Retired LCDR Carl Jewett
VA-Accredited Claims Agent
Dangers of Asbestos on Navy Cargo Ships
Cargo ships were built to sustain heavy loads and battle powerful seas, so strong and durable materials were required for successful construction. Unfortunately, one of the durable materials of choice was asbestos, a naturally occurring and carcinogenic mineral. Asbestos was often used in the construction of Navy ships and can be found within and throughout many components.
Asbestos can be found built into deck tiles, sealed into piping and electrical insulation, and in the engine rooms, gaskets, pumps, valve packing materials, boilers and more. Because of the overwhelming presence of asbestos on Navy ships, many Navy veterans have likely been exposed to asbestos. This is called military asbestos exposure, which is a very common occurrence among veterans of the U.S. Navy.
Military asbestos exposure, or any type of exposure, can result in lung cancer, mesothelioma or other asbestos-related diseases. If you are a Navy veteran who served on a cargo ship, you may have been exposed to asbestos on your transport ship. Contact our VA-Accredited Claims Agent, retired LCDR Carl Jewett, to find out more information or for assistance filing your VA claim.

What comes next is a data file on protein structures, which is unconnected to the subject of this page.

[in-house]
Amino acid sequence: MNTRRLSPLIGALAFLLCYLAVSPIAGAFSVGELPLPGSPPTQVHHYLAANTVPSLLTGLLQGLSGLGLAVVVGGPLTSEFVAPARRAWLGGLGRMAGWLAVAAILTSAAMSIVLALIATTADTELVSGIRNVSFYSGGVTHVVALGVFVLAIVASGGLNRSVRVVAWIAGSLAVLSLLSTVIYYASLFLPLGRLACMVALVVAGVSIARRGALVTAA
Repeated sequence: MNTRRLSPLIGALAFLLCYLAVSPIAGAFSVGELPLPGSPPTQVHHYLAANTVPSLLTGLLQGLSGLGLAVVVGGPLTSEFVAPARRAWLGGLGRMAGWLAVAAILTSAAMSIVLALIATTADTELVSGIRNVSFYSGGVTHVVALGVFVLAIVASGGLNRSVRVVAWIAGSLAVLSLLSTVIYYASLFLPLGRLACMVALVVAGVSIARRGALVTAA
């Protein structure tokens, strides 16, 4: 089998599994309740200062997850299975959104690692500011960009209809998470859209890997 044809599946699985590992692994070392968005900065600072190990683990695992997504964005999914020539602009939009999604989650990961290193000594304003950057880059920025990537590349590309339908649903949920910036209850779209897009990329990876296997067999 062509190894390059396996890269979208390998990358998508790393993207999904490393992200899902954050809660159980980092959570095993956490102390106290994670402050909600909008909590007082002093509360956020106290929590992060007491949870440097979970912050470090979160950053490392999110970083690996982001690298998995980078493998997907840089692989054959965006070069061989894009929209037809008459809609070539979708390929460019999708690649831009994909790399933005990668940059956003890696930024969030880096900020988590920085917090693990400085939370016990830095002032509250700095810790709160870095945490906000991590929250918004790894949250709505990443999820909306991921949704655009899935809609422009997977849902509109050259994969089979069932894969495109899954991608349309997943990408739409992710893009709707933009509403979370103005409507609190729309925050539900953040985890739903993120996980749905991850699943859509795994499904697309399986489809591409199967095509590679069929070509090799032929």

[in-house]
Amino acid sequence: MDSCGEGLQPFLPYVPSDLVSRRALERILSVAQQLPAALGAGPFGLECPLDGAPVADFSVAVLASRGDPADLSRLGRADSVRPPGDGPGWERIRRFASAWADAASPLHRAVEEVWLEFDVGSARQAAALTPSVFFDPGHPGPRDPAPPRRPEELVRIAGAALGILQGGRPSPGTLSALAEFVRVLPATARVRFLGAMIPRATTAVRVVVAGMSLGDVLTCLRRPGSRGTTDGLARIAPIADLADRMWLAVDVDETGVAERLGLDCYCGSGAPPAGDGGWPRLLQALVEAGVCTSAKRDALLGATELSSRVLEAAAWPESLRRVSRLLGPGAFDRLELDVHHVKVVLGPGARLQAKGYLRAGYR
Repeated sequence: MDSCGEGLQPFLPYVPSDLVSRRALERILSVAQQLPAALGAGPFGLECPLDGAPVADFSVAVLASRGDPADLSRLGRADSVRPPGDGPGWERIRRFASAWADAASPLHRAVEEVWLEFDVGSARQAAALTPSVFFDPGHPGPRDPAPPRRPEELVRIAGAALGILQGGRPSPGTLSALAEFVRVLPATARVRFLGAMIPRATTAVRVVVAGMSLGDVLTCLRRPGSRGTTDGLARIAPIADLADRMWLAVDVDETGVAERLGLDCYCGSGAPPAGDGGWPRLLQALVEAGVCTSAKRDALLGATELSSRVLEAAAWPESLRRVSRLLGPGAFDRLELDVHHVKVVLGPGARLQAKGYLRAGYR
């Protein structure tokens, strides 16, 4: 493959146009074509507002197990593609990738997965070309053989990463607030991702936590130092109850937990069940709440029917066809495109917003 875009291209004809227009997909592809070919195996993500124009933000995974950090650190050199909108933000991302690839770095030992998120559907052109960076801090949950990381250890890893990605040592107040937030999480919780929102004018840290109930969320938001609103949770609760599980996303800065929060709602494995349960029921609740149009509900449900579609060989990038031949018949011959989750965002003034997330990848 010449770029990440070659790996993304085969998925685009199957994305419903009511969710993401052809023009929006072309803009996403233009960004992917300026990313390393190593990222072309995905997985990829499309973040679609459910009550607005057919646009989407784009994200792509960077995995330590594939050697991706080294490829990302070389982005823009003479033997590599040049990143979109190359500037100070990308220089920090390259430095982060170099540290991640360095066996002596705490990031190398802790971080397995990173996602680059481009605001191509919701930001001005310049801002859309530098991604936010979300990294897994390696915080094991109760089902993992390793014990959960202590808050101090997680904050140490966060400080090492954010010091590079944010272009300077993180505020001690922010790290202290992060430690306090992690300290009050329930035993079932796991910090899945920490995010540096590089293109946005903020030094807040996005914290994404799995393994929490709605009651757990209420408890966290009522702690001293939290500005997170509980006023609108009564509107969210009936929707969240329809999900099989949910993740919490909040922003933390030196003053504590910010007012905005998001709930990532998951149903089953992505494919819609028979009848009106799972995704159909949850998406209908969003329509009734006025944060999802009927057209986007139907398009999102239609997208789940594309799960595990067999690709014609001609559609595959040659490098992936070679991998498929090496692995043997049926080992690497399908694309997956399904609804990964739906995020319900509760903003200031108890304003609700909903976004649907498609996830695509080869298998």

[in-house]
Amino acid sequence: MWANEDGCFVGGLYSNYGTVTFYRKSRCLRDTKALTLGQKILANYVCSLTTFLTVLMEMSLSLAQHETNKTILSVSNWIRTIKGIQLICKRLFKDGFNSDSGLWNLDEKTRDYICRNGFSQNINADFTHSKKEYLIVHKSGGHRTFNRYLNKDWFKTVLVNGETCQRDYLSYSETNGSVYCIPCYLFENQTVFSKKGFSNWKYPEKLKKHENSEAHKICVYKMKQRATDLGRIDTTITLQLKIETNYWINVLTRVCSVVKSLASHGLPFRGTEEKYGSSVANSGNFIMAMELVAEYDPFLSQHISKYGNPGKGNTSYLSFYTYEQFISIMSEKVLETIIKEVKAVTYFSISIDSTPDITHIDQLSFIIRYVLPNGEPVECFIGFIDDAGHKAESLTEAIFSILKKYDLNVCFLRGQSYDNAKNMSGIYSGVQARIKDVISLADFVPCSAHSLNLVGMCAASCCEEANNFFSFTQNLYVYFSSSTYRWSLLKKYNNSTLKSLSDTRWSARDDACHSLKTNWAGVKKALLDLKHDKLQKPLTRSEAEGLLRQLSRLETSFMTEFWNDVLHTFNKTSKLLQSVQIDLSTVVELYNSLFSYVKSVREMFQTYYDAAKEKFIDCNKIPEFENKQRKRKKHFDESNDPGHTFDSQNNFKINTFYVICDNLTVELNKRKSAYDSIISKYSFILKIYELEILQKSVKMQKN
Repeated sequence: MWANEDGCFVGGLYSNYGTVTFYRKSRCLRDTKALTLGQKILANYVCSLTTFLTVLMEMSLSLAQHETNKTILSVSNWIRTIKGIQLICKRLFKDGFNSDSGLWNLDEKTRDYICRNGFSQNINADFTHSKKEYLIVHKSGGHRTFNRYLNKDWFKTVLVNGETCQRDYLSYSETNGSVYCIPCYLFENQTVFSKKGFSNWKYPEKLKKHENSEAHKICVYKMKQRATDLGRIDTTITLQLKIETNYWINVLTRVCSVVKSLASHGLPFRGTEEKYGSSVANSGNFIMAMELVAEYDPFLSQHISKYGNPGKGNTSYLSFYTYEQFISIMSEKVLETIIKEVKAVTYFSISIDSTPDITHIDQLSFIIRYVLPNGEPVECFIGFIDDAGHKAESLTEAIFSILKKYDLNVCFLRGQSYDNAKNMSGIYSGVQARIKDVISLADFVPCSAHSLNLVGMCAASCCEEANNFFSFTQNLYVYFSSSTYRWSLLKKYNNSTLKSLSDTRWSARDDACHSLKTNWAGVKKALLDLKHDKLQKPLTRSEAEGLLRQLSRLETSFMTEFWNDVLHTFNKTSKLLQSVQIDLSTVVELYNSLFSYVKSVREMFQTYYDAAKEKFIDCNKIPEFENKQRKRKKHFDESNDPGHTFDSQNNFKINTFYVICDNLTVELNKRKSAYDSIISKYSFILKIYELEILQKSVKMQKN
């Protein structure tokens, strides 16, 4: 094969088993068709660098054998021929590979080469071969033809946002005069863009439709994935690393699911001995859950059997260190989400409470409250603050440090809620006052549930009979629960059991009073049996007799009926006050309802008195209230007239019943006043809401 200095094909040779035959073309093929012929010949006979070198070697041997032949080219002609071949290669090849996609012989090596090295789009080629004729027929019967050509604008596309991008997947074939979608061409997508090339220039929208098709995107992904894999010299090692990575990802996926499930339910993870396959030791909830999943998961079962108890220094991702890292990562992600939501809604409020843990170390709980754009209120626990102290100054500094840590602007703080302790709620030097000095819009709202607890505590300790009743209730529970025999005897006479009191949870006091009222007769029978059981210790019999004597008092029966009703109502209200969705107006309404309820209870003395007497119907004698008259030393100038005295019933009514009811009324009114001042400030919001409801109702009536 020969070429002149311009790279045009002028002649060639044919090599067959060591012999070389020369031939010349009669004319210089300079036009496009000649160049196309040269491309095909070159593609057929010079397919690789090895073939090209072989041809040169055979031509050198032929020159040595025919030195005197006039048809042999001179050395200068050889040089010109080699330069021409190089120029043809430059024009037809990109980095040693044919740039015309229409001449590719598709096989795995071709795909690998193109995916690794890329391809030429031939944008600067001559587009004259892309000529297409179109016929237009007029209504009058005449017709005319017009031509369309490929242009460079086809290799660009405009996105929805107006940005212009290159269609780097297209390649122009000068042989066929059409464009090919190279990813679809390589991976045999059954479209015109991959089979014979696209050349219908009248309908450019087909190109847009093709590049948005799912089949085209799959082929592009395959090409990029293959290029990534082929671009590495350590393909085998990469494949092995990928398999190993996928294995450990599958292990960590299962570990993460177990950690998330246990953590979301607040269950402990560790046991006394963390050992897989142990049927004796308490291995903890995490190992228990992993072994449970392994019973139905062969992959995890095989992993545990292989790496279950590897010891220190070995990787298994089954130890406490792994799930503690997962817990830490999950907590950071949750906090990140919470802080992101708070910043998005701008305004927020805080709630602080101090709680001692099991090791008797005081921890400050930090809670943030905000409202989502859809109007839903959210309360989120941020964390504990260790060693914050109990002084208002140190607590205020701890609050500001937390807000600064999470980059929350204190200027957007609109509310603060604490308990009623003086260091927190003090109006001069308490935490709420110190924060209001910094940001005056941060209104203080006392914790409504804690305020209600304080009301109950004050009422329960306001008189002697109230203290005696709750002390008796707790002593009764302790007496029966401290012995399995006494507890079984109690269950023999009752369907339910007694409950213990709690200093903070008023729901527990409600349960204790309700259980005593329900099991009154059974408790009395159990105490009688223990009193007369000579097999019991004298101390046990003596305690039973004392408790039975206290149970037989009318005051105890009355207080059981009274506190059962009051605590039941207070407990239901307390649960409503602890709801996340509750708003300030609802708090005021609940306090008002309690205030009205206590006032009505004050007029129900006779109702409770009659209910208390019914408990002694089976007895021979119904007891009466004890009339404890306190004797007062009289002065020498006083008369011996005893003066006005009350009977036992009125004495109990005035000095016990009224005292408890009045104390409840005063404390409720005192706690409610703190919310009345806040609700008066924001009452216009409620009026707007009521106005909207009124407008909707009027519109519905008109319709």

Cargo ships that contained asbestos include the AK, T-AK, AKA, AKR, AKS, and AKV classes.
About Navy Cargo Ships
U.S. Navy cargo ships play a crucial role in ensuring the logistical support of naval forces during both wartime and peacetime operations. These auxiliary vessels transport essential supplies, equipment, and personnel to support the fleet, enabling the United States to maintain a global presence and project power effectively.
Cargo ships provide many support functions to other ships or shore installations. These specialized vessels were designed to transport a variety of cargo, functioning as a floating warehouse by storing different goods and equipment. Due to the storage functionality of cargo ships, they transport troops and equipment to support military operations.
By providing these essential resources, cargo ships enable the fleet to operate at extended distances from their home ports and to sustain their operations for extended periods.
Sources & Author
- An elevated port bow view of the Maritime Prepositioning Ship SS SGT. MATEJ KOCAK anchored a short distance from the Norfolk Naval Station – DPLA. Wikimedia Commons. Retrieved from: https://commons.wikimedia.org/w/index.php?curid=96754720. Accessed: 09/05/2023.